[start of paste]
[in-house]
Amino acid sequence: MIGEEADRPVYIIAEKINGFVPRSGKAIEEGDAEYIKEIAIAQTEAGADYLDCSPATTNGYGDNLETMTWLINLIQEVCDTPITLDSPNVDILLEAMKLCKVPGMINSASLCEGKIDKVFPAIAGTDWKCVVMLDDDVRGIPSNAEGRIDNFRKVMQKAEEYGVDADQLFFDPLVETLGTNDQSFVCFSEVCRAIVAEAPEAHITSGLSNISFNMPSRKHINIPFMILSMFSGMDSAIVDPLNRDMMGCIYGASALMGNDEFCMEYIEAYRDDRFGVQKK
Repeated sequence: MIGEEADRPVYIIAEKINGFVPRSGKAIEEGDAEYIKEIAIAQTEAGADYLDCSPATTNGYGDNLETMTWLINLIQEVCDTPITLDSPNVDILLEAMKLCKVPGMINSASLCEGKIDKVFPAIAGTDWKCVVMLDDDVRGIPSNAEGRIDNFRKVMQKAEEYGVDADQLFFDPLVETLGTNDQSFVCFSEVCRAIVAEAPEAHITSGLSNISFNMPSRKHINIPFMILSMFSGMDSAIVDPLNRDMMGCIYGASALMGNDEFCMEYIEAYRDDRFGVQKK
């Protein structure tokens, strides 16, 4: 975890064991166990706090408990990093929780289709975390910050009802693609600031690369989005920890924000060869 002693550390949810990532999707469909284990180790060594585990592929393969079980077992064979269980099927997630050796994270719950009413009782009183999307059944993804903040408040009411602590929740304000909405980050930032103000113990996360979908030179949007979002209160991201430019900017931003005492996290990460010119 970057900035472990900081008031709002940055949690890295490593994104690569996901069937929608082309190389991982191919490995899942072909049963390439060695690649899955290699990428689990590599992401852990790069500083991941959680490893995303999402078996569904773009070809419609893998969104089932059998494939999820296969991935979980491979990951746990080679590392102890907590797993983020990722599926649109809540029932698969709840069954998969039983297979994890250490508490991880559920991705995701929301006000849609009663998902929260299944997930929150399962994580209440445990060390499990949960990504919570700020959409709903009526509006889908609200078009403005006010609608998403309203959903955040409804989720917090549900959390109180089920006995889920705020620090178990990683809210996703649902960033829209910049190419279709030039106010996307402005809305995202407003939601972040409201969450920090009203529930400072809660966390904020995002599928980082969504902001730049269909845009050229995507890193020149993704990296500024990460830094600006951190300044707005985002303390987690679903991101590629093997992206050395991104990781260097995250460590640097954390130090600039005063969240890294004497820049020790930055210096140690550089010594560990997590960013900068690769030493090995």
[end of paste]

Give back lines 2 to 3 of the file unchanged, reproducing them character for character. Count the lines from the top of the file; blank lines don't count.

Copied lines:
Amino acid sequence: MIGEEADRPVYIIAEKINGFVPRSGKAIEEGDAEYIKEIAIAQTEAGADYLDCSPATTNGYGDNLETMTWLINLIQEVCDTPITLDSPNVDILLEAMKLCKVPGMINSASLCEGKIDKVFPAIAGTDWKCVVMLDDDVRGIPSNAEGRIDNFRKVMQKAEEYGVDADQLFFDPLVETLGTNDQSFVCFSEVCRAIVAEAPEAHITSGLSNISFNMPSRKHINIPFMILSMFSGMDSAIVDPLNRDMMGCIYGASALMGNDEFCMEYIEAYRDDRFGVQKK
Repeated sequence: MIGEEADRPVYIIAEKINGFVPRSGKAIEEGDAEYIKEIAIAQTEAGADYLDCSPATTNGYGDNLETMTWLINLIQEVCDTPITLDSPNVDILLEAMKLCKVPGMINSASLCEGKIDKVFPAIAGTDWKCVVMLDDDVRGIPSNAEGRIDNFRKVMQKAEEYGVDADQLFFDPLVETLGTNDQSFVCFSEVCRAIVAEAPEAHITSGLSNISFNMPSRKHINIPFMILSMFSGMDSAIVDPLNRDMMGCIYGASALMGNDEFCMEYIEAYRDDRFGVQKK